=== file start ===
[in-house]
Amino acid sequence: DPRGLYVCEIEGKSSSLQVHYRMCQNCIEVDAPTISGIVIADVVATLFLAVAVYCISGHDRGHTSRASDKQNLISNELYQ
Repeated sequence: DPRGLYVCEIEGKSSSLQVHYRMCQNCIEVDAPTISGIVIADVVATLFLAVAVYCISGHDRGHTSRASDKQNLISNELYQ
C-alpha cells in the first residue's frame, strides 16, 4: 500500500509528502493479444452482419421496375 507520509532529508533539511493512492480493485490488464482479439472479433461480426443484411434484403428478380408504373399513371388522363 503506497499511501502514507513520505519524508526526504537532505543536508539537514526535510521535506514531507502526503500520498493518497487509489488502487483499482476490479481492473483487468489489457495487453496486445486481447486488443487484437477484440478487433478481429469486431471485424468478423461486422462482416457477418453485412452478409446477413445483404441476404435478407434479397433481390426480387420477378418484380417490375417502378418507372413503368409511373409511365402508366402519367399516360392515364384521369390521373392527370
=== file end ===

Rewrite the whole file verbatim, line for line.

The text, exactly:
[in-house]
Amino acid sequence: DPRGLYVCEIEGKSSSLQVHYRMCQNCIEVDAPTISGIVIADVVATLFLAVAVYCISGHDRGHTSRASDKQNLISNELYQ
Repeated sequence: DPRGLYVCEIEGKSSSLQVHYRMCQNCIEVDAPTISGIVIADVVATLFLAVAVYCISGHDRGHTSRASDKQNLISNELYQ
C-alpha cells in the first residue's frame, strides 16, 4: 500500500509528502493479444452482419421496375 507520509532529508533539511493512492480493485490488464482479439472479433461480426443484411434484403428478380408504373399513371388522363 503506497499511501502514507513520505519524508526526504537532505543536508539537514526535510521535506514531507502526503500520498493518497487509489488502487483499482476490479481492473483487468489489457495487453496486445486481447486488443487484437477484440478487433478481429469486431471485424468478423461486422462482416457477418453485412452478409446477413445483404441476404435478407434479397433481390426480387420477378418484380417490375417502378418507372413503368409511373409511365402508366402519367399516360392515364384521369390521373392527370